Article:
Garnishee orders became a swear word after Marikana and the violence that erupted there between cops and unhappy mine workers. Many of the workers on the mines had committed all their income and in some cases more than they earned to debt. When they didn’t repay that debt, credit providers went to court and got EAO’s or Garnishee orders against their salaries. This left many working all month and taking no funds home or able to send to their family elsewhere in the country. In the media coverage that followed it soon became obvious that little or no consideration was been given to how much was deducted from peoples salaries when EAOs were granted. In fact it became clear that most courts were just rubber stamping whatever Garnishee order came their way. It also became evident that some courts granted a lot of orders for people working on the other side of the country [ see below]. Now a draft Courts of Laws Amendment bill had been approved by cabinet, which will ask that magistrates (not clerks of the court) check to see if a proper affordability assessment was done before credit was granted (in any case where a credit provider wants an EAO). The court will also check to see how much the consumer can actually afford and not just grant whatever amount is asked for. This does seem to indicate that governments idea is to make EAOs harder to get but not to throw them out entirely as some had feared/hoped. At present courts across the country have placed a real stranglehold on EAO granting in the wave of negative public opinion about so called “Garnishee Orders“. Statistics show that judgments regarding debt have recently fallen by about 11.2% in recent months and there has been a 13% decrease in the number of summonses being issued.
The other issue of courts across the country hearing matters where consumers are unable to go and defend themselves or later go have the order amended is also being tackled. Acting deputy director-general for Trade and Industry MacDonald Netshitenzhe. says that this abuse where creditors have been getting consumers to unwittingly give consent for their credit agreements to fall under a jurisdiction far from where they lived is going to be changed and there is once again draft legislation in this regard.
Credit Life Insurance
Another area which has received a lot of media attention and subsequent regulator attention has been the area of credit life insurance. This is insurance that consumers are required to take in case of their death. in such a case while they can no longer pay for their credit the insurance will cover the outstanding debt. Such credit life policies are offered mostly in-house by credit providers who quickly realised this was a cash cow they could milk with high premiums. In some cases research has shown that a credit provider might make 1/3rd of all their income through insurance offerings on credit products they offer. These policies often have many benefits such as paying your installment for a number of months if you lose your job etc. It has been shown though that consumers seldom know about or use the benefits offered by these policies despite the incredibly high premiums. According to Department of Trade and Industry director for credit law and policy Siphamandla Kumkani some credit providers have even charged as much as 50 for every R1000 of credit. This is way too high when companies such as ONE|SURE are able to charge 1/10th of the price and offer similar or better benefits (to consumers under debt review). Now new regulations are to be submitted to Finance Minister Pravin Gordhan which will limit how much people can charge for this type of insurance. This could now be somewhere between R2 and R4.50 per R1 000 of credit. This may seem like a very unfair reduction (and there is push back on this issue , of course) however it is a direct result of overcharging and abuses in this field that have lead to the lash back by government. It looks like creditors are going to have to look elsewhere for their profits.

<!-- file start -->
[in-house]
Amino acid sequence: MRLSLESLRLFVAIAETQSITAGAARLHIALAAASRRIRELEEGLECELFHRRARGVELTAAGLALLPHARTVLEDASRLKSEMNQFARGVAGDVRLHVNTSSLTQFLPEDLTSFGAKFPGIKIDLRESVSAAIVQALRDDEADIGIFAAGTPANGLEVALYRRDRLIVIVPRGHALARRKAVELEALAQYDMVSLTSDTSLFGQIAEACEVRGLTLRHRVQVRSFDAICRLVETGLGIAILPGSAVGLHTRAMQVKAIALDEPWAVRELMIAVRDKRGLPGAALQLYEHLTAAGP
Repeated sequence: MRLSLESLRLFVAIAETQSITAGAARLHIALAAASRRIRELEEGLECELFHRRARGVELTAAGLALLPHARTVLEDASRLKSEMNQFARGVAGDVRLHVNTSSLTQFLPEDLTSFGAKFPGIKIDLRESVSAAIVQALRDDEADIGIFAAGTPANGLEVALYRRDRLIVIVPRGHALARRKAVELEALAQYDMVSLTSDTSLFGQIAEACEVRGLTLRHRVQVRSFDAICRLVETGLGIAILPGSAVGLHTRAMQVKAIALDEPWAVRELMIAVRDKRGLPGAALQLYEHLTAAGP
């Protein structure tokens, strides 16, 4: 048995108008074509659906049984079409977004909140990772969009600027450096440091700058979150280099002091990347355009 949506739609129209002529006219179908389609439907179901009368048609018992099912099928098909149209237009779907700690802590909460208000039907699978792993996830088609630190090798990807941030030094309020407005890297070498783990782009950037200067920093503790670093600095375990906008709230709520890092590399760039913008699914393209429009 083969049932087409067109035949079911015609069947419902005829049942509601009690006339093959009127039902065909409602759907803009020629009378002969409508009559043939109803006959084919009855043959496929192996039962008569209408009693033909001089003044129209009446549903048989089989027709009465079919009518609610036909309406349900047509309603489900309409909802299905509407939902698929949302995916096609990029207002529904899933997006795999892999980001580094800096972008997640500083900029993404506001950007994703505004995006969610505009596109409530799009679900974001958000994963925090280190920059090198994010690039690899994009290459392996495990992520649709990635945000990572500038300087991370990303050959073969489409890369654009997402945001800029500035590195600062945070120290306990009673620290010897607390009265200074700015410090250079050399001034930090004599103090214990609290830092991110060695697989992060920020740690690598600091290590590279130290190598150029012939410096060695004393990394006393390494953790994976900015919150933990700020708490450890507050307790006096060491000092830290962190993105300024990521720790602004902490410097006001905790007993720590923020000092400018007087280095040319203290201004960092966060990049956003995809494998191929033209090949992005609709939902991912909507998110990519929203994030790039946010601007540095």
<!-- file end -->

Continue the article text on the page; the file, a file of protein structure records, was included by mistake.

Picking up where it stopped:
These new laws and regulations will come into effect over the next while and will once again change the playing field for credit providers who continue to struggle to keep up and still remain profitable. That said, these institutions have the means to try keep up as opposed to many troubled consumers. It is hoped that these new laws will reduce the rampant abuses by unscrupulous creditors some against consumers with limited financial savvy.